With more investigation, doctors learned that the HER2 gene can create a protein receptor that sits on the outside of cells. This HER2 receptor helps trigger the chain reactions that cause the cell to abnormally divide and grow. George Sledge, MD, an oncologist and researcher at Indiana University, says, "HER2 is involved in pretty much everything you would be interested in for cancer, including growth, invasion and metastases.” Further research on those malignant cells with extra copies of the HER2 gene revealed that not only did they have more copies of the HER2 gene, but whereas a typical breast cell has about 50,000 HER2 receptors on its surface, a breast cancer cell can have as many as 1.5 million receptors. (more ...)
Picking Up Momentum for Treating Renal Cell Carcinoma
At the end of [name deleted] annual physical in March 2002, everything seemed fine. While he was dressing, his doctor impulsively told him to get back on the table, examined his abdomen, and found that he had an enlarged spleen. Further testing revealed a tumor in his kidney that was wrapped around his pancreas, spleen and liver.
Renal cell carcinoma (RCC) is found in the lining of the very small tubes in the kidney that filter and clean blood, remove waste products and produce urine. These cancers make up over 90 percent of all kidney cancers. RCC itself has several subtypes (see sidebar). The most common is clear-cell RCC, which accounts for around 80 percent of all RCC cases. (more ...)
Lost and Found - From mastectomy to reconstruction and beyond.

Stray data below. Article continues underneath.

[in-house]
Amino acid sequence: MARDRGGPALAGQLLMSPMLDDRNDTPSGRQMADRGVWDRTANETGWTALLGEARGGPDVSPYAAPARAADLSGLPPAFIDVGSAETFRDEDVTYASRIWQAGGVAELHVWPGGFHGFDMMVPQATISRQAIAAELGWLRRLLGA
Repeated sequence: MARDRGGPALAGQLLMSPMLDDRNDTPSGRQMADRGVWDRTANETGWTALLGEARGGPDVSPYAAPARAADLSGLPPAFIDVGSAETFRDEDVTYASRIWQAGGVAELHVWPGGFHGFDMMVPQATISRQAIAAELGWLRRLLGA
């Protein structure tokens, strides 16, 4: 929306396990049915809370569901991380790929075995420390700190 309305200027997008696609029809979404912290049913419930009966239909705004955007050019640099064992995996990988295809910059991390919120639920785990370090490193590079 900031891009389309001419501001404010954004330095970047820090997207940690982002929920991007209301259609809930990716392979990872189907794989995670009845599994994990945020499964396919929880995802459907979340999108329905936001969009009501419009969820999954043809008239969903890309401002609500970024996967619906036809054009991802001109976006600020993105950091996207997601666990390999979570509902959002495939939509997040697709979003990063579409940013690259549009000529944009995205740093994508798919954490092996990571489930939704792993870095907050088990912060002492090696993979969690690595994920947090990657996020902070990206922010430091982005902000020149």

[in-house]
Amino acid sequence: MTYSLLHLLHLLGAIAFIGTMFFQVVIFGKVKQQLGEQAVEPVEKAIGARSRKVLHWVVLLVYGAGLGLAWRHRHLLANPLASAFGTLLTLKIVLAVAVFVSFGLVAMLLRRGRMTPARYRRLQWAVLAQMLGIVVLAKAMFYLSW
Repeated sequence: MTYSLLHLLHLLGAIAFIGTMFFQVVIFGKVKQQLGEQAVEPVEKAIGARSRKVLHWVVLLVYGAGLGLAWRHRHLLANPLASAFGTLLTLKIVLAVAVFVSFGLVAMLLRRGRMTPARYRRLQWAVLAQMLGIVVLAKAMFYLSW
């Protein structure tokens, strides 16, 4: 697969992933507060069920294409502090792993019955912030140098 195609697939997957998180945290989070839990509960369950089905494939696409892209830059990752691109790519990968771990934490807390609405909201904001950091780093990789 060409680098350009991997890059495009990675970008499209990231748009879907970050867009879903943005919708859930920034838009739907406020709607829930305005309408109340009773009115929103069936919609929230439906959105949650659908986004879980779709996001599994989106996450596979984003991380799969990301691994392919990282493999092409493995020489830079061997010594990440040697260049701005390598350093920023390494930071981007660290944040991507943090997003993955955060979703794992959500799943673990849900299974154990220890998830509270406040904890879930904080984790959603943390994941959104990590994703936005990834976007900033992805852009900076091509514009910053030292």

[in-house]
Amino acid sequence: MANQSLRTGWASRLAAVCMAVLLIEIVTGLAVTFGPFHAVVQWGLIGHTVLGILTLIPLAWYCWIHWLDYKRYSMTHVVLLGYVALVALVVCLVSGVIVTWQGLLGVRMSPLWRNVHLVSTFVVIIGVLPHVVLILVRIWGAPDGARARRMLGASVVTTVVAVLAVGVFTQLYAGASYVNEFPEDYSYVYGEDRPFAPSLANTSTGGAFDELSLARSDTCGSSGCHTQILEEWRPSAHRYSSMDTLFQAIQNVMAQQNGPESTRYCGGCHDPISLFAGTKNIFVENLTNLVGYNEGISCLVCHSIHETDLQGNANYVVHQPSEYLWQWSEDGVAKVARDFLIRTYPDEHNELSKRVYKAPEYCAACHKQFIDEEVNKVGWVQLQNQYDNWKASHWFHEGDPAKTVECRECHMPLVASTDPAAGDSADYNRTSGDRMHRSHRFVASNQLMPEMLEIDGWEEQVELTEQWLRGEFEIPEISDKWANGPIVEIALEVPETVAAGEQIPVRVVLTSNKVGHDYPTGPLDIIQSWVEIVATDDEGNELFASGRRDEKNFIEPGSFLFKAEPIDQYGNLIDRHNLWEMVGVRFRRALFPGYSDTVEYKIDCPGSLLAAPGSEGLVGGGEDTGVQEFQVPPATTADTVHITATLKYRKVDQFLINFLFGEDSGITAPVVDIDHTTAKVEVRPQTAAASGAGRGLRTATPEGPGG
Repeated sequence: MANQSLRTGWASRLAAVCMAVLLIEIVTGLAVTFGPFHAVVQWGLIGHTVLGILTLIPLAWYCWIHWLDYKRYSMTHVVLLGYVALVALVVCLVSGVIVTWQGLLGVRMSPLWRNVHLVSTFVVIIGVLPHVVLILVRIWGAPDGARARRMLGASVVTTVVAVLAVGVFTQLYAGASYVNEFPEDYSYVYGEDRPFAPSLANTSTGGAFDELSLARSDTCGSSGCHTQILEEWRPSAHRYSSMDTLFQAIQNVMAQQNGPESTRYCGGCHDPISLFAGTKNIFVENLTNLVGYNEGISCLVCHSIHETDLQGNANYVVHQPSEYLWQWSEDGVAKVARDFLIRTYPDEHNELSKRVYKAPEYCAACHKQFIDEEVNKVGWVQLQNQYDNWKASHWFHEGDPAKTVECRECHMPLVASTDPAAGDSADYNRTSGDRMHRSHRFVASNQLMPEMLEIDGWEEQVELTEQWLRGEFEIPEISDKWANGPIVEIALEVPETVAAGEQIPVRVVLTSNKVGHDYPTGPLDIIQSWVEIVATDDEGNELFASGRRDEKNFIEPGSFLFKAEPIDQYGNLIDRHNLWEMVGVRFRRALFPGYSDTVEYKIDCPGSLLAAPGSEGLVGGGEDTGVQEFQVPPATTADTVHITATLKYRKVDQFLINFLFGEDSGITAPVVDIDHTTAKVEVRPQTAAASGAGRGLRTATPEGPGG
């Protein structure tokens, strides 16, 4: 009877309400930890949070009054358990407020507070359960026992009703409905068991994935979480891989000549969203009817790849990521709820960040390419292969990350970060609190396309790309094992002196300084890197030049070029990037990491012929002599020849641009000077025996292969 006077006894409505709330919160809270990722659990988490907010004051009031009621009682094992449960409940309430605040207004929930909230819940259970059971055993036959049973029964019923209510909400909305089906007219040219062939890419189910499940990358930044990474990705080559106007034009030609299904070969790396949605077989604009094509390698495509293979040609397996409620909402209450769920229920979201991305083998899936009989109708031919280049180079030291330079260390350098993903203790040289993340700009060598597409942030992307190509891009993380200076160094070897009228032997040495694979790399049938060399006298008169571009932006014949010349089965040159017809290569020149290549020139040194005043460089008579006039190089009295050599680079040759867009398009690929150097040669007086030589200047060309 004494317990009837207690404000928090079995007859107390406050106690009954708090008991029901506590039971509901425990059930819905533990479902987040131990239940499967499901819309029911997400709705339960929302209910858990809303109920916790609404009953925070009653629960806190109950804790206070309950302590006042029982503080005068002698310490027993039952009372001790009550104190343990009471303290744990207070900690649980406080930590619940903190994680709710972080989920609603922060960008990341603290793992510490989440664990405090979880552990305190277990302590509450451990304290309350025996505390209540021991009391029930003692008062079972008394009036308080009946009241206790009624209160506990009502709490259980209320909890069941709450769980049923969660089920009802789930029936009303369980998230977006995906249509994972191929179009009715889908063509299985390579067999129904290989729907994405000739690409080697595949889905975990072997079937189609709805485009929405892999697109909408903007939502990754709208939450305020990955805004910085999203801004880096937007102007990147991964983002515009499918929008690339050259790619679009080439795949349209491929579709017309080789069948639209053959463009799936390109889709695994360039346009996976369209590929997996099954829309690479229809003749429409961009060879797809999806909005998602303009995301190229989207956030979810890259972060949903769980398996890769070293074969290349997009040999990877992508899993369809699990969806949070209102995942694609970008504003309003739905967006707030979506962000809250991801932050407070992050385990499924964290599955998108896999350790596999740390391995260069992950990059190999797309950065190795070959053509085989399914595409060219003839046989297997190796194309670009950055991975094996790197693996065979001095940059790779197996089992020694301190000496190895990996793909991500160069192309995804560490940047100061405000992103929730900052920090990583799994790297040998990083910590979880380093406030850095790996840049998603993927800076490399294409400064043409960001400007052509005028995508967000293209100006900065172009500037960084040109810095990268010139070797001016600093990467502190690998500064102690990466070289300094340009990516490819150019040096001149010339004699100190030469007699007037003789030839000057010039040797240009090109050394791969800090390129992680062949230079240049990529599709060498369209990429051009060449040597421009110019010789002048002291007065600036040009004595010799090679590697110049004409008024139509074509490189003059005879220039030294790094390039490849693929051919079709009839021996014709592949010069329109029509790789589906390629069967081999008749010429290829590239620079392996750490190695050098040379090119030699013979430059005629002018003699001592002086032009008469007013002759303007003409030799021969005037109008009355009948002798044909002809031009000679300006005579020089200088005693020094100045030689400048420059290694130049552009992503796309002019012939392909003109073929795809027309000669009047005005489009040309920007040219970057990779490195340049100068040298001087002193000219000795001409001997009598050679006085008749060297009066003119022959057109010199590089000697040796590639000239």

It rained the day of my mastectomy, a harsh downpour that fell from what appeared to be a huge dark hole spreading across the sky. I was glad the rain started early that morning because when I walked into the crowded hospital lobby, I was able to pretend the wet streaks rolling down my face were raindrops instead of tears.
I had cried only once before-in the surgeon’s office-a week before the operation when it all became too real. The surgeon talked in sentences but all I heard were nouns-breast cancer, mastectomy, cure. At age 41, I had accepted the fact that the complete removal of my left breast was medically necessary in order to save my life, but I couldn’t quite get over the fact that a part of me was going away for good. (more ...)
New Drug Update 2005-Part 1
Twenty new molecular entities were approved in 2005.
New Drug Update 2005-Part 2
FDA unveils new Rx drug information format
Labeling changes made for Clozaril
Liver Toxicity reported with telithromycin use
New labeling and guide for topical calcineurin inhibitors
Get free mobile Part D formulary info
Pharmacists and physicians now have free access to Medicare Part D Rx plan formularies via their mobile devices
or the Web, courtesy of Epocrates Inc. The information also includes Rx plan co-pay tiers, generic drug options,
and coverage restrictions. Go to the Web site found at:
FTC Closes Down "FREE Rx MEDICINE" Internet Scam
Federal Trade Commission (FTC) investigators have slammed the door on a Louisville, Ky-based company that lured lowincome consumers with no insurance into spending $199 with false claims that they would receive "free prescription medication."